On Wednesday, Binghamton University sent out an email confirming that a BU community member had been diagnosed with tuberculosis. The email also said that the community member lives off campus and will remain off campus until he or she is no longer contagious.

According to Dr. Michael Leonard, medical director of the Decker Student Health Services Center, the patient was diagnosed with active tuberculosis.

“Active tuberculosis is the term that we use for people who have TB in the lung that can be contagious,” Leonard said. “That’s the one that we are the most concerned about for obvious reasons. That is not very common in the United States at all. Our particular campus and all of the university centers are averaging one every year, or every other year.”

Latent tuberculosis, in which someone tests positive for tuberculosis bacterium but does not have an active disease process in his or her body, is much more common, according to Leonard.

“The treatment for active tuberculosis is usually a number of medications. It could be three or four medications at the same time. They usually use that many until they get the final culture report. They still send these things in for culture because when they isolate the bacteria, they can then test it for sensitivities to the different antibiotics that they have,” Leonard said.

When someone in the Binghamton community is diagnosed with active tuberculosis, the Broome County Health Department is alerted immediately, and the patient is isolated. The patient will often start therapy before conclusive tests come back, according to Leonard.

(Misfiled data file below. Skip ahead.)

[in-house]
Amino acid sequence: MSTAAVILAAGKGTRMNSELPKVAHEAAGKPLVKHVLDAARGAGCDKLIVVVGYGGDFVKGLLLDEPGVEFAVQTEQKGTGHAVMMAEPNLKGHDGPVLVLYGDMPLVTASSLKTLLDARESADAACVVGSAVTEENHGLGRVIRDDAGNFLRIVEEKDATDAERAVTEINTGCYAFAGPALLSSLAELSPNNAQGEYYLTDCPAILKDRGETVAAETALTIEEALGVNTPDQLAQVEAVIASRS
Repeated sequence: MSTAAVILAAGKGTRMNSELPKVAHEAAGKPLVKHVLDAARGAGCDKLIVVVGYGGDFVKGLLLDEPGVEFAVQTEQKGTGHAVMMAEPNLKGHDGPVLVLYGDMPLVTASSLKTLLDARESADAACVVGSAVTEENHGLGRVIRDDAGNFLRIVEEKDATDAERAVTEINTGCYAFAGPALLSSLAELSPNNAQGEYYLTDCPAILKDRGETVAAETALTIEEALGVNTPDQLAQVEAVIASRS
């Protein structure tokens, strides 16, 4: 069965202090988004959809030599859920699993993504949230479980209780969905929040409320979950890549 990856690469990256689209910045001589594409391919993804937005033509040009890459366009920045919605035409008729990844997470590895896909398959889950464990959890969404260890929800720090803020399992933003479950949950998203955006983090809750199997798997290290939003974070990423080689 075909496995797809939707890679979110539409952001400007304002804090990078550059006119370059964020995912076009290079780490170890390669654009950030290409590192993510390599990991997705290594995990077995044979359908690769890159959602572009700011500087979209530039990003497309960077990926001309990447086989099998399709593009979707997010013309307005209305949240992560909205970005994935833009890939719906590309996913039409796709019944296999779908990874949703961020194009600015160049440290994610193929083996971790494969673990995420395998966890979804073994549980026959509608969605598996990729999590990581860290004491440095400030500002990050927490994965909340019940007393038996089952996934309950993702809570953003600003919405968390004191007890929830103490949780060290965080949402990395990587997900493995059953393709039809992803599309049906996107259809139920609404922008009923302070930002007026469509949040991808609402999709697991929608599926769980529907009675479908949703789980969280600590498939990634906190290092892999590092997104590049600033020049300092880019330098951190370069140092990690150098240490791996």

“Once they get a confirmation, they look at the situation and determine whether or not an investigation should take place,” Leonard said. “An investigation like the one we are talking about here represents immediate people who are living with the same person. These people were identified and have already been contacted by the Health Department and are already being tested to see if they have any evidence of having picked up the bacteria.”

The Health Department may decide to extend the investigation if the tests on the roommates come back positive. But according to Leonard, the Health Department has hopes that they won’t find any more TB there.

According to the Center for Disease Control and Prevention website, tuberculosis is an airborne disease brought on by a bacterium called Mycobacterium tuberculosis.

“The TB bacteria are put into the air when a person with TB disease of the lungs or throat coughs, sneezes, speaks, or sings. People nearby may breathe in these bacteria and become infected,” states the Center For Disease Control and Prevention’s website.

TB cannot, however, be spread by shaking hands, sharing food or drink or even kissing, according to the Center for Disease Control.

Ben Moosher, an undeclared sophomore, said he did not see the email but heard about the TB case through word-of-mouth.

“I’m not worried about it as long as everyone stays cautious of their surroundings,” Moosher said. “Frankly, because of how uncommon tuberculosis is nowadays, it doesn’t seem like too much of a threat to the student body as a whole.”